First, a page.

Sue N said...

2 in our family have perfect pitch - my husband and my 4 year old daughter. Its a distraction to both in their day to day life and I wish our daughter didn't come by it naturally as she doesn't understand her 'gift' yet and its nothing more than a burden to her at her age. Being a musician myself, I have a decent ear, but by no means perfect pitch. Its 2 completely different things and I 100% believe that you either have it or you don't - you can't train or learn to have perfect pitch. Let him explore his love for music on his own terms and he'll grow to love it.

JP said...

You're a typical British freak.

Peter said...

Question from a random reader who caught your interview in the Cambridge News: at what point with your son do you believe it's appropriate to "let him make his own clothing decisions" vs. you dressing him, for school, in pants with a blouse? A difficult question, I'm sure - just curious if you have a line you won't cross. Also, are you worried that it may turn out that nature plays a bigger role than you anticipated, and Sasha grows to resent the choices you made for him in his formative years? Or do you see it differently?

C said...

Take a look, it's a psychiatrist's account. I've met his blog these days:

DCT said...

You are a sick human being, and your child will grow up confused and injured by you DENYING him a gender identity...GENDER is NOT a Stereotype!
You should not be allowed to raise children, since apparently you want to force some kind of bizarre gender neutrality on him...why do you hate your child so much?

Unknown said...

I pray that Sasha accepts Jesus at an early age and is not damaged permanently by your choice to hide his identity for so long. Jesus died for your sins and mine, whether you believe it or not. If you believe in Him, then die and find out he doesn't exist, you have lost nothing. But, what if when you die, you find out Jesus does exist? You will have lost everything and be doomed to an eternity in Hell since you chose not to believe in Him on earth. I will keep you and Sasha in my prayers.

Unknown said...

Accepting Jesus as Lord and Savior is simple.
1. Admit you are a sinner.
2. Ask for forgiveness of your sins.
3. Ask Jesus to become your Lord and Savior.
4. Find a bible believing a church attend it regularly.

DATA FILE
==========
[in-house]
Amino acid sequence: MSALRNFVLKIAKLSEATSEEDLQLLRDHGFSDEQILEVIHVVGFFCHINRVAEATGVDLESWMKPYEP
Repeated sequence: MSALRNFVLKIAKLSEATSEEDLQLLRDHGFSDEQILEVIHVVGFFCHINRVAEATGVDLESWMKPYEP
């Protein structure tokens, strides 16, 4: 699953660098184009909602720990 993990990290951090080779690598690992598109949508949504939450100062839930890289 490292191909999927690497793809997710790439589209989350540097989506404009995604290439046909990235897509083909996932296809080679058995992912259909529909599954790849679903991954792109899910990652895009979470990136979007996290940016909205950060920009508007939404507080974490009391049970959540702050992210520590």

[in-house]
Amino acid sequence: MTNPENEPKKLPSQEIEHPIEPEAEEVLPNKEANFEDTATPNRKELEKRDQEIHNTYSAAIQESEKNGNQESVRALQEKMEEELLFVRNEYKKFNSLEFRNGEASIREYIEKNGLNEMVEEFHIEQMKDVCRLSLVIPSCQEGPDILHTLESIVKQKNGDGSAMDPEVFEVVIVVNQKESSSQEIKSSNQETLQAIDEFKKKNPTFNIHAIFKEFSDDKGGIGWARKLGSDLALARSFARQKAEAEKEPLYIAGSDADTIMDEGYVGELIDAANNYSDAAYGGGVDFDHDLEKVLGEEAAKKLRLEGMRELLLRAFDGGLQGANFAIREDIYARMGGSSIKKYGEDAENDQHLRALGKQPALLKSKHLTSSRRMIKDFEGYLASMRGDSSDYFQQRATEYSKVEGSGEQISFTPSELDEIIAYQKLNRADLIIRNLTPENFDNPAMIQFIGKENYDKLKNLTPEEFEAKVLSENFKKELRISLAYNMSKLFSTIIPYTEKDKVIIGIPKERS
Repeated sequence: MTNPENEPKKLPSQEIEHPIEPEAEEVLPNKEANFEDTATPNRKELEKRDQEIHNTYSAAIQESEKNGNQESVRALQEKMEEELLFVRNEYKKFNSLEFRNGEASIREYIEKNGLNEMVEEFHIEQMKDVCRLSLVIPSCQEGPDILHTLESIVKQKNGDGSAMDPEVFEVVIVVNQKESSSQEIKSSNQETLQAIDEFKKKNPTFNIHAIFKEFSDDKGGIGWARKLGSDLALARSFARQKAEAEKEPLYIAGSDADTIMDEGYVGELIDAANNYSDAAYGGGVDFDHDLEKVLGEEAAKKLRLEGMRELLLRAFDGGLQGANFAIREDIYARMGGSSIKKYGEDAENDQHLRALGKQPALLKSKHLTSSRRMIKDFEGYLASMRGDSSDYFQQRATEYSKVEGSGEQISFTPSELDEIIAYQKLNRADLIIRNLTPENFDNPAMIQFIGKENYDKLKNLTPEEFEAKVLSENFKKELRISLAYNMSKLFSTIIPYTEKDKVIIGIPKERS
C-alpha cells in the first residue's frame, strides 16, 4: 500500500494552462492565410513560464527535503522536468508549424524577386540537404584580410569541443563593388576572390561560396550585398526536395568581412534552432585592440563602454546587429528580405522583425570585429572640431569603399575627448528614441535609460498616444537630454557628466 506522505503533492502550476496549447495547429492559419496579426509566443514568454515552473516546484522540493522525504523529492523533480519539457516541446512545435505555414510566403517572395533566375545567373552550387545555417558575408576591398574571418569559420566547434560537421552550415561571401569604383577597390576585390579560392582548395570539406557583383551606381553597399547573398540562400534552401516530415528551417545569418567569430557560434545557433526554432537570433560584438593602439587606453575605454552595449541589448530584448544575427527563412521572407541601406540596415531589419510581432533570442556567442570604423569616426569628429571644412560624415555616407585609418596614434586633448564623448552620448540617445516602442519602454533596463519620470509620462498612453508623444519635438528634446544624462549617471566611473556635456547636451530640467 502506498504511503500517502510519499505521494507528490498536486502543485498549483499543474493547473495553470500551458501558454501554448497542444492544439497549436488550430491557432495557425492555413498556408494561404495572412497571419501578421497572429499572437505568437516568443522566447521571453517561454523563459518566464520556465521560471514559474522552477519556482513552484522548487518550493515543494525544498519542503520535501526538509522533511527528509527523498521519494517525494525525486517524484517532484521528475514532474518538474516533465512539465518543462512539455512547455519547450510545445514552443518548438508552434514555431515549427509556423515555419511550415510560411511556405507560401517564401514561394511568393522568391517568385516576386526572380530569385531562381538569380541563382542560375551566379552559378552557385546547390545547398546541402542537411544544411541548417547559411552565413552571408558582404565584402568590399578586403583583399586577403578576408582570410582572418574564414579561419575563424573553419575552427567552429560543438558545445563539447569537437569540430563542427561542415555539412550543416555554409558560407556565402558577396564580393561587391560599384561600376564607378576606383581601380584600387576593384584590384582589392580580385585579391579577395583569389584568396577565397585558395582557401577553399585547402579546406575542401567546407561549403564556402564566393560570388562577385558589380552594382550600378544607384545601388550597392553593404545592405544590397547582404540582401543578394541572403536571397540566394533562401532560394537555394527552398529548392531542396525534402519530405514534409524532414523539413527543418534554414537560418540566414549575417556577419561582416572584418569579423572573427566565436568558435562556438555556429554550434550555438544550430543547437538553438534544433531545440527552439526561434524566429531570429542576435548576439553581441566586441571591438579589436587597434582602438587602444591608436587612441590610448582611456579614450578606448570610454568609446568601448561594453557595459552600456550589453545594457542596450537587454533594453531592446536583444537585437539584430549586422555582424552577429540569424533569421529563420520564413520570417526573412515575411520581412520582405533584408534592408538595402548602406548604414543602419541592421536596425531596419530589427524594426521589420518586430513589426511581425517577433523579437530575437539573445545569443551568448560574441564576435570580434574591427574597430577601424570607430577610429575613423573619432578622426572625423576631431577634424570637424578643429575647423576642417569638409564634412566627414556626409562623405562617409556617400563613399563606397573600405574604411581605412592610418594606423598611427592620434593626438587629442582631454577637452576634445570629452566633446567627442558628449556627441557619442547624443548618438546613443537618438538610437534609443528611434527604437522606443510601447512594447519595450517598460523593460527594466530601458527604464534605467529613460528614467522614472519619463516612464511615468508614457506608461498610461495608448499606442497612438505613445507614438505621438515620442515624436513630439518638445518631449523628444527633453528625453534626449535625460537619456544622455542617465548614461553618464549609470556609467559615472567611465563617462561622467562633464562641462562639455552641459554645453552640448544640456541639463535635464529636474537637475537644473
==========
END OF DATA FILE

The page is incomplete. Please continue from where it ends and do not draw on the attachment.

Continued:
5. Read the Bible daily and live for God to the best of your ability.
6. Ask for forgiveness when you sin, so that no sin will come between you and God.

For more information, go to

JG1234 said...

So basically,

You're a horrible parent. You are using your child just to prove yourself right.

You are being so narcissistic.

Your poor child will suffer from your bad parenting. Let the poor kid be a boy! Stop trying to deny him his childhood just because you hate men!

Oh my goodness. People like you don't deserve to have/raise children. Leave the poor kid alone and stop telling him to be gender neutral. You're essentially forcing him to be a freaking transvestite.


Beck said...

So JG, if Sasha proves me right, doesn't that mean that I was right? And I am letting him be the boy that he is, I'm just not letting other people's ideas of what boys as a category are. Oh, and all that 'gender neutral' crap was made up by the tabloids, just to annoy you.

Oh, and I LIKE men. You've got some very odd ideas... Oh wait, did you read that nutty site that thought I was a lesbian because of my partner's name? Sorry, he is actually a chap. Many of my best friends are men.

Beck said...

Dear bash33, I am very impressed by the coherence of your list. Have you considered information design as a profession, or even just editing?

Beck said...

To DCT and many, many others: you have muddled up sex and gender. Sex is what you are born with, and depends on whether you have two X chromosomes, in which case you are female, or X and Y, in which case you are male. Gender is society's construct around that sex. It is by definition fluid, and influenced by environment. Unless any scientists want to tell me I've got this wrong?

Schrale said...


Interesting you say that gender stereotypes are not result of conditioning and that they are in fact, hard-wired, I question the veracity of that statement.

Did you know that in the early 20th Century that pink was in fact a boys colour and it was seen as a gradient of red, which was considered to be a strong masculine colour. Blue also used to be a colour that was associated with feminity (Virgin Mary)

Girls are hard-wired to love pink stuff and girly things and vice-versa? Think again.